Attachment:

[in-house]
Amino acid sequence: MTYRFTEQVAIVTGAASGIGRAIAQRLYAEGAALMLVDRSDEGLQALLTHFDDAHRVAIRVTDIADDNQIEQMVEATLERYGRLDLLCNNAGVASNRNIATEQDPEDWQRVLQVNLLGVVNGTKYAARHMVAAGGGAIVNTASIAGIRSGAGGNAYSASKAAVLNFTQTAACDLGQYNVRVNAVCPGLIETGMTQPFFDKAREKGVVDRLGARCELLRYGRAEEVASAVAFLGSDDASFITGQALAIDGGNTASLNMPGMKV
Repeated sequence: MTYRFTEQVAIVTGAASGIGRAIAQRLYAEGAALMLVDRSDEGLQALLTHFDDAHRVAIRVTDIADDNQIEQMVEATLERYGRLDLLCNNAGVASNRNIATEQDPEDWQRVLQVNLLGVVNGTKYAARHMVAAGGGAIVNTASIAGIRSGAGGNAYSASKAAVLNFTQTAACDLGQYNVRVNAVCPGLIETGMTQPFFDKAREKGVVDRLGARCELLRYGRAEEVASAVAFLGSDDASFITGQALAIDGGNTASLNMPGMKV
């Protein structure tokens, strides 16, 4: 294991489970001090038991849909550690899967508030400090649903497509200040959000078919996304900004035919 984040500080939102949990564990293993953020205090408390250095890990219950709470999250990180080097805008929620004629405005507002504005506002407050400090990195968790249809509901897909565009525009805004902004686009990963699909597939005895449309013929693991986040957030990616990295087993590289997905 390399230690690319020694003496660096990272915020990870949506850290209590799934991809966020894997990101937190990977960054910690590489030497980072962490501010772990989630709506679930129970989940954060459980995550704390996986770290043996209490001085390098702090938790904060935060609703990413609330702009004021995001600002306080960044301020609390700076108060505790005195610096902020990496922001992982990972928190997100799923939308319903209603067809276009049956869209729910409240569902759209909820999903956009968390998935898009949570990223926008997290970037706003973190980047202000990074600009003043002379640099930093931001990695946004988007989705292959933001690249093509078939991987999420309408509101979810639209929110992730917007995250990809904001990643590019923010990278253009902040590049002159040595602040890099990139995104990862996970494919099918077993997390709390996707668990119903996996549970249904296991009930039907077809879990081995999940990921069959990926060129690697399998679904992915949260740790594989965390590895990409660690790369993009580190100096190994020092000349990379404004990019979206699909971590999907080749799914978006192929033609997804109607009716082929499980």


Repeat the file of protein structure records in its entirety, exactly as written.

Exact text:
[in-house]
Amino acid sequence: MTYRFTEQVAIVTGAASGIGRAIAQRLYAEGAALMLVDRSDEGLQALLTHFDDAHRVAIRVTDIADDNQIEQMVEATLERYGRLDLLCNNAGVASNRNIATEQDPEDWQRVLQVNLLGVVNGTKYAARHMVAAGGGAIVNTASIAGIRSGAGGNAYSASKAAVLNFTQTAACDLGQYNVRVNAVCPGLIETGMTQPFFDKAREKGVVDRLGARCELLRYGRAEEVASAVAFLGSDDASFITGQALAIDGGNTASLNMPGMKV
Repeated sequence: MTYRFTEQVAIVTGAASGIGRAIAQRLYAEGAALMLVDRSDEGLQALLTHFDDAHRVAIRVTDIADDNQIEQMVEATLERYGRLDLLCNNAGVASNRNIATEQDPEDWQRVLQVNLLGVVNGTKYAARHMVAAGGGAIVNTASIAGIRSGAGGNAYSASKAAVLNFTQTAACDLGQYNVRVNAVCPGLIETGMTQPFFDKAREKGVVDRLGARCELLRYGRAEEVASAVAFLGSDDASFITGQALAIDGGNTASLNMPGMKV
């Protein structure tokens, strides 16, 4: 294991489970001090038991849909550690899967508030400090649903497509200040959000078919996304900004035919 984040500080939102949990564990293993953020205090408390250095890990219950709470999250990180080097805008929620004629405005507002504005506002407050400090990195968790249809509901897909565009525009805004902004686009990963699909597939005895449309013929693991986040957030990616990295087993590289997905 390399230690690319020694003496660096990272915020990870949506850290209590799934991809966020894997990101937190990977960054910690590489030497980072962490501010772990989630709506679930129970989940954060459980995550704390996986770290043996209490001085390098702090938790904060935060609703990413609330702009004021995001600002306080960044301020609390700076108060505790005195610096902020990496922001992982990972928190997100799923939308319903209603067809276009049956869209729910409240569902759209909820999903956009968390998935898009949570990223926008997290970037706003973190980047202000990074600009003043002379640099930093931001990695946004988007989705292959933001690249093509078939991987999420309408509101979810639209929110992730917007995250990809904001990643590019923010990278253009902040590049002159040595602040890099990139995104990862996970494919099918077993997390709390996707668990119903996996549970249904296991009930039907077809879990081995999940990921069959990926060129690697399998679904992915949260740790594989965390590895990409660690790369993009580190100096190994020092000349990379404004990019979206699909971590999907080749799914978006192929033609997804109607009716082929499980």